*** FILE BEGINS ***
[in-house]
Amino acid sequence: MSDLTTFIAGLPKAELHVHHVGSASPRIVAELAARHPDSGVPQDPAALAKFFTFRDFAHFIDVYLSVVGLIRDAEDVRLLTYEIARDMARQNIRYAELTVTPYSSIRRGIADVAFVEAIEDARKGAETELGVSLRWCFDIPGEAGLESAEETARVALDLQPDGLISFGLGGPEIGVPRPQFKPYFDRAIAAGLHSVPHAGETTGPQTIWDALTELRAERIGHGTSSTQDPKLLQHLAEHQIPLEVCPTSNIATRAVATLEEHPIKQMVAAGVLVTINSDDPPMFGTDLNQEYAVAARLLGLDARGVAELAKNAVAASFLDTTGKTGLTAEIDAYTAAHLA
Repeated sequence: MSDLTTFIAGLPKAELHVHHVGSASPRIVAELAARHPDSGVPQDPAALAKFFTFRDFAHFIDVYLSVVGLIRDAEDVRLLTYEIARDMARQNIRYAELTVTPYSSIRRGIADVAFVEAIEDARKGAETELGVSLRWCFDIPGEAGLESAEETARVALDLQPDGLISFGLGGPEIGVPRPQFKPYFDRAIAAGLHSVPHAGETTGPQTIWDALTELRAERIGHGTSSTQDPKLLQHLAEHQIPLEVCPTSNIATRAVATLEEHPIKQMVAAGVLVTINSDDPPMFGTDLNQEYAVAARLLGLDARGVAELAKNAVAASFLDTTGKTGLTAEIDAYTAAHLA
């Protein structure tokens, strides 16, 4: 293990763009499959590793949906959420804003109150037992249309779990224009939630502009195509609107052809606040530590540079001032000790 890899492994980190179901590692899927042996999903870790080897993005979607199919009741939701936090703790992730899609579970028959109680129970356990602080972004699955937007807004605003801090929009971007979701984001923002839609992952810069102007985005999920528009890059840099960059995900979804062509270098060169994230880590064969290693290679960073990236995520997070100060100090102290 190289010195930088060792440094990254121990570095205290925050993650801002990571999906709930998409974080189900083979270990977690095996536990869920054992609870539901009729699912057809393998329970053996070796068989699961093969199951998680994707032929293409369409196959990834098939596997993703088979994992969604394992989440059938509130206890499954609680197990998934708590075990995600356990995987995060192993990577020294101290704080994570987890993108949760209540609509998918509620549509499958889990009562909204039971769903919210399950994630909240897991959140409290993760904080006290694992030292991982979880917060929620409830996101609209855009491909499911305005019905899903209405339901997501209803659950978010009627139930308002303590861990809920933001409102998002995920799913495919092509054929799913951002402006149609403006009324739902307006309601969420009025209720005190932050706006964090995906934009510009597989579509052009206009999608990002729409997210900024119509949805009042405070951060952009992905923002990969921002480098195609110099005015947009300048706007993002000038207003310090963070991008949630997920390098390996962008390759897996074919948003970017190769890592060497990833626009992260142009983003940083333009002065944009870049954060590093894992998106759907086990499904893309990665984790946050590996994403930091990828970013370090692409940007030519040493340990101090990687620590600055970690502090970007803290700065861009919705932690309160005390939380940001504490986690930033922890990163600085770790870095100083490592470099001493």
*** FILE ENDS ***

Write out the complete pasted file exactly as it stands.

[in-house]
Amino acid sequence: MSDLTTFIAGLPKAELHVHHVGSASPRIVAELAARHPDSGVPQDPAALAKFFTFRDFAHFIDVYLSVVGLIRDAEDVRLLTYEIARDMARQNIRYAELTVTPYSSIRRGIADVAFVEAIEDARKGAETELGVSLRWCFDIPGEAGLESAEETARVALDLQPDGLISFGLGGPEIGVPRPQFKPYFDRAIAAGLHSVPHAGETTGPQTIWDALTELRAERIGHGTSSTQDPKLLQHLAEHQIPLEVCPTSNIATRAVATLEEHPIKQMVAAGVLVTINSDDPPMFGTDLNQEYAVAARLLGLDARGVAELAKNAVAASFLDTTGKTGLTAEIDAYTAAHLA
Repeated sequence: MSDLTTFIAGLPKAELHVHHVGSASPRIVAELAARHPDSGVPQDPAALAKFFTFRDFAHFIDVYLSVVGLIRDAEDVRLLTYEIARDMARQNIRYAELTVTPYSSIRRGIADVAFVEAIEDARKGAETELGVSLRWCFDIPGEAGLESAEETARVALDLQPDGLISFGLGGPEIGVPRPQFKPYFDRAIAAGLHSVPHAGETTGPQTIWDALTELRAERIGHGTSSTQDPKLLQHLAEHQIPLEVCPTSNIATRAVATLEEHPIKQMVAAGVLVTINSDDPPMFGTDLNQEYAVAARLLGLDARGVAELAKNAVAASFLDTTGKTGLTAEIDAYTAAHLA
């Protein structure tokens, strides 16, 4: 293990763009499959590793949906959420804003109150037992249309779990224009939630502009195509609107052809606040530590540079001032000790 890899492994980190179901590692899927042996999903870790080897993005979607199919009741939701936090703790992730899609579970028959109680129970356990602080972004699955937007807004605003801090929009971007979701984001923002839609992952810069102007985005999920528009890059840099960059995900979804062509270098060169994230880590064969290693290679960073990236995520997070100060100090102290 190289010195930088060792440094990254121990570095205290925050993650801002990571999906709930998409974080189900083979270990977690095996536990869920054992609870539901009729699912057809393998329970053996070796068989699961093969199951998680994707032929293409369409196959990834098939596997993703088979994992969604394992989440059938509130206890499954609680197990998934708590075990995600356990995987995060192993990577020294101290704080994570987890993108949760209540609509998918509620549509499958889990009562909204039971769903919210399950994630909240897991959140409290993760904080006290694992030292991982979880917060929620409830996101609209855009491909499911305005019905899903209405339901997501209803659950978010009627139930308002303590861990809920933001409102998002995920799913495919092509054929799913951002402006149609403006009324739902307006309601969420009025209720005190932050706006964090995906934009510009597989579509052009206009999608990002729409997210900024119509949805009042405070951060952009992905923002990969921002480098195609110099005015947009300048706007993002000038207003310090963070991008949630997920390098390996962008390759897996074919948003970017190769890592060497990833626009992260142009983003940083333009002065944009870049954060590093894992998106759907086990499904893309990665984790946050590996994403930091990828970013370090692409940007030519040493340990101090990687620590600055970690502090970007803290700065861009919705932690309160005390939380940001504490986690930033922890990163600085770790870095100083490592470099001493």